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Schartz continuing Manhattan High football legacy

By Grant Guggisberg

When Joe Schartz came to Manhattan in 2004, he knew what he was getting into.

Hired to round out the varsity staff after serving as offensive coordinator in Dodge City for three seasons, the current Manhattan High football coach had seen first-hand how good the Indians program was.

“I told Coach (Butch) Albright when I interviewed here, I grew up in Dodge City and graduated from Dodge City High School, and I remember attending those playoff games, with Manhattan,” Schartz said. “The thing that always made an impression on me was Manhattan’s defense. They just had some monster linebackers and they really dominated Dodge City. So I was aware of the tradition at this high school, and it was definitely intriguing.”

Over the summer in 2004, Schartz was named offensive coordinator. After five seasons working under Albright, he was named head coach, tasked with the responsibility of carrying on Manhattan High’s 40-year run of dominance going back all the way to J.W. Emerson’s time as head coach.

Since then, Schartz has more than done his part, starting his career with a 30-3 record in three seasons and sporting an astounding winning percentage of more than .800 through the first part of this year. They clinched a fifth straight league title this year.

Lew Lane and Albright, among others, appreciate what Schartz has done in carrying it on: “They’ve got a good one up there,” Lane said. “Joe’s a good football coach.”

Over the years, Schartz has put his own stamp on the program, as most coaches do. But the basics the program — built on strong defense, a punishing rushing attack and a focus on strength and conditioning — remain unchanged.

“There were definitely things that needed to be the same, just because of the tremendous success over the years,” Schartz said of his changes to the program. “The one thing that I appreciated and has been established in this program is the work ethic in the summertime. I didn’t have to push, or convince the community that that needed to be done. The community already knew that that’s how you have to do it in order to be successful. They established that and carried it on and we’re doing our best to carry on that tradition.”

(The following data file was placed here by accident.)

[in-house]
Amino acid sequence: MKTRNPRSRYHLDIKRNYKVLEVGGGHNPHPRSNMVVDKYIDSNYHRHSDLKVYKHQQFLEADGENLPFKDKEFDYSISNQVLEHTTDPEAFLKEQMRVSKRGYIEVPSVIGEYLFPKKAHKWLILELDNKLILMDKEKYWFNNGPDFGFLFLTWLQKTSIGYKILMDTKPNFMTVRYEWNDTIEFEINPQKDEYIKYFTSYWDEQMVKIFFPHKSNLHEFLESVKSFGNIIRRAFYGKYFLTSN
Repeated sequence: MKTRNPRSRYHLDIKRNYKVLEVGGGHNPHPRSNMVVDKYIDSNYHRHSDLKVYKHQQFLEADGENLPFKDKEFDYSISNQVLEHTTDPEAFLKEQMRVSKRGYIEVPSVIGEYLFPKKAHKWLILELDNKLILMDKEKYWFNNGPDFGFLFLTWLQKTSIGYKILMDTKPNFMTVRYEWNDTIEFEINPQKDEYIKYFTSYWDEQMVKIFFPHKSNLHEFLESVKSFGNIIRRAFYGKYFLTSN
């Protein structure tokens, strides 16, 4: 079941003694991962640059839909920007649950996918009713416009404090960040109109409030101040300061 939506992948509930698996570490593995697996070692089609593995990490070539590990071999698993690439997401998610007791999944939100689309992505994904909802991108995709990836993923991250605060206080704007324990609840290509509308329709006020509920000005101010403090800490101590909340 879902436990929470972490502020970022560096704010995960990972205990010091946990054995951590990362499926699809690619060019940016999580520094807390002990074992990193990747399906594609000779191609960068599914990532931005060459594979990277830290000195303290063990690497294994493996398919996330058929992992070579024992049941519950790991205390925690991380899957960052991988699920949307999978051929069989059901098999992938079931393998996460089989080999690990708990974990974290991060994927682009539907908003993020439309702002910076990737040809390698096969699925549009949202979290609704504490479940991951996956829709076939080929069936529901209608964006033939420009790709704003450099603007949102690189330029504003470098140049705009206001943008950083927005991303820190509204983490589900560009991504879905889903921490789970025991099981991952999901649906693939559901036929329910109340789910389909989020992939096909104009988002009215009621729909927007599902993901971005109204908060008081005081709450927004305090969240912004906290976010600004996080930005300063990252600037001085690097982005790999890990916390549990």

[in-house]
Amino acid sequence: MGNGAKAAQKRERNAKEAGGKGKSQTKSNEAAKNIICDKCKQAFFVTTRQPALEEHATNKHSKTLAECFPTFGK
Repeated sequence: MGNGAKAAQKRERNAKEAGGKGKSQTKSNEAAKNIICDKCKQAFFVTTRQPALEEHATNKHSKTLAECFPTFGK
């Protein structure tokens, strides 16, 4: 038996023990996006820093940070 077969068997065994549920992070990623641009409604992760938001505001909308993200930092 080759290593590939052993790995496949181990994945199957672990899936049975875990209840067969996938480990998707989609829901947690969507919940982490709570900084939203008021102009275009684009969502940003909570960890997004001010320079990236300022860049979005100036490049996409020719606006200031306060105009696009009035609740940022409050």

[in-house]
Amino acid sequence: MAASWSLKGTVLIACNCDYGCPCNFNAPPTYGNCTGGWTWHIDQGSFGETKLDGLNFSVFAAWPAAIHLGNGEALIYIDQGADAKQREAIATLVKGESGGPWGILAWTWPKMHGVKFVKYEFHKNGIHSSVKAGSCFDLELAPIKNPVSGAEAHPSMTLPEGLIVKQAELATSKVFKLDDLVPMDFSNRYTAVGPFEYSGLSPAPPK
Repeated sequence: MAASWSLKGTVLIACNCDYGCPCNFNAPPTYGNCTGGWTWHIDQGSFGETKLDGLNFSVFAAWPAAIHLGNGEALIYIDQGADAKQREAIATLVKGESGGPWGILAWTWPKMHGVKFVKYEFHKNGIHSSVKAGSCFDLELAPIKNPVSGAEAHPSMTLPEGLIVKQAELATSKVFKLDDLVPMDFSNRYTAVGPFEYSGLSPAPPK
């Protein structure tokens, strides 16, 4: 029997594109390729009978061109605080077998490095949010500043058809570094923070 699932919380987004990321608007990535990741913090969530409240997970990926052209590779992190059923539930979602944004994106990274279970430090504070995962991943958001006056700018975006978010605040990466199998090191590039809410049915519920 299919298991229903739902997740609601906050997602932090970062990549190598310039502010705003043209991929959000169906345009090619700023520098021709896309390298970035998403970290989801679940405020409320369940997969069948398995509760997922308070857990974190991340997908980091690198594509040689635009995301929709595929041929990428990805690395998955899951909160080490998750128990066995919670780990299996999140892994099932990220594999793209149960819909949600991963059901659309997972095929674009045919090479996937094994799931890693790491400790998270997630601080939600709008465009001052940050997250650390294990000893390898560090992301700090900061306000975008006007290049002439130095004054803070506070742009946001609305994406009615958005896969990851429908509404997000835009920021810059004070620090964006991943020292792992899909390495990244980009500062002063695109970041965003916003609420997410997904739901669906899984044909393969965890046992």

Schartz said participation remains strong in the offseason and the team still takes pride in one of Emerson’s most noted innovations from more than 40 years ago.

“One of the things that we do is the 50 40s,” Schartz said, referring to 50 repetitions of 40-yard sprints. “We still do that, and the kids take pride in it. It’s definitely tough and it’s more mentally stressing than physically.”

Schartz has also developed a consistency within his coaching staff, one of the staples of Emerson, Lane and Albright before him.

“I was fortunate enough when I became head coach that I retained the entire coaching staff from Coach Albright,” Schartz said. “I remember having a meeting and told them all that I’d be honored if they would all stay. And they did. We have people on the staff that have been here for years and years and they’re very good coaches.

“I think, to me, the No. 1 reason that we’ve had great success over the years is the consistency in the coaching staff. Everybody knows what to expect.”

MHS athletics director Mike Marsh, who played quarterback for Lane and graduated in 1983, said Schartz “has the same characteristics” of Lane, Albright and Emerson. “Joe has kept many, many traditions…the attitude, the work ethic, and what it is to be a Manhattan High Indian and wear that football helmet. He understands what’s all involved, believe me.”

With 10 years in the program, Schartz has established himself enough to begin creating his own legacy as one of the great coaches in Manhattan’s rich history.

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